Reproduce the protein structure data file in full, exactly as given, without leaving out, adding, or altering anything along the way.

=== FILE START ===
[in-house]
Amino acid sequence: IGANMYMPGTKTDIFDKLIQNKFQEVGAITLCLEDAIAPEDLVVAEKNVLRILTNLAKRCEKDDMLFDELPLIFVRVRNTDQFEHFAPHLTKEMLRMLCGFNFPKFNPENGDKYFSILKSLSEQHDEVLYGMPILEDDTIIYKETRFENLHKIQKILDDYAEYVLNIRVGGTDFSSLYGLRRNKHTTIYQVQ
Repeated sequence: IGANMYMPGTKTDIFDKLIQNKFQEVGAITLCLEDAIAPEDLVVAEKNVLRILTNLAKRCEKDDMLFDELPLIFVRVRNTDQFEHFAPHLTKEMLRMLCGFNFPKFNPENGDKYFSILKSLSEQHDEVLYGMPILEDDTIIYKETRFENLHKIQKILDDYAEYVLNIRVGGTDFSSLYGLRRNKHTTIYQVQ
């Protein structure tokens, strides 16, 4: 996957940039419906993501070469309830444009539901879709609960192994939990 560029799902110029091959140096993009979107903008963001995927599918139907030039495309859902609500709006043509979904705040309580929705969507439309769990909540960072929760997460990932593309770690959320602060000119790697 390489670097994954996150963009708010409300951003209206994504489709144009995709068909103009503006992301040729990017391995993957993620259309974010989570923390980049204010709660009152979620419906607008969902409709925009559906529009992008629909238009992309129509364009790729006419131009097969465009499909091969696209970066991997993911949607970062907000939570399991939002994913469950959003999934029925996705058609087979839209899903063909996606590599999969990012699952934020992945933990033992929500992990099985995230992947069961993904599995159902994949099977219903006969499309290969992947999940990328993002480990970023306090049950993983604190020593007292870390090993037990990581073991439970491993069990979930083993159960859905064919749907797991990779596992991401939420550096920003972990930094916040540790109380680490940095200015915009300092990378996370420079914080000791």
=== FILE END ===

[in-house]
Amino acid sequence: IGANMYMPGTKTDIFDKLIQNKFQEVGAITLCLEDAIAPEDLVVAEKNVLRILTNLAKRCEKDDMLFDELPLIFVRVRNTDQFEHFAPHLTKEMLRMLCGFNFPKFNPENGDKYFSILKSLSEQHDEVLYGMPILEDDTIIYKETRFENLHKIQKILDDYAEYVLNIRVGGTDFSSLYGLRRNKHTTIYQVQ
Repeated sequence: IGANMYMPGTKTDIFDKLIQNKFQEVGAITLCLEDAIAPEDLVVAEKNVLRILTNLAKRCEKDDMLFDELPLIFVRVRNTDQFEHFAPHLTKEMLRMLCGFNFPKFNPENGDKYFSILKSLSEQHDEVLYGMPILEDDTIIYKETRFENLHKIQKILDDYAEYVLNIRVGGTDFSSLYGLRRNKHTTIYQVQ
């Protein structure tokens, strides 16, 4: 996957940039419906993501070469309830444009539901879709609960192994939990 560029799902110029091959140096993009979107903008963001995927599918139907030039495309859902609500709006043509979904705040309580929705969507439309769990909540960072929760997460990932593309770690959320602060000119790697 390489670097994954996150963009708010409300951003209206994504489709144009995709068909103009503006992301040729990017391995993957993620259309974010989570923390980049204010709660009152979620419906607008969902409709925009559906529009992008629909238009992309129509364009790729006419131009097969465009499909091969696209970066991997993911949607970062907000939570399991939002994913469950959003999934029925996705058609087979839209899903063909996606590599999969990012699952934020992945933990033992929500992990099985995230992947069961993904599995159902994949099977219903006969499309290969992947999940990328993002480990970023306090049950993983604190020593007292870390090993037990990581073991439970491993069990979930083993159960859905064919749907797991990779596992991401939420550096920003972990930094916040540790109380680490940095200015915009300092990378996370420079914080000791």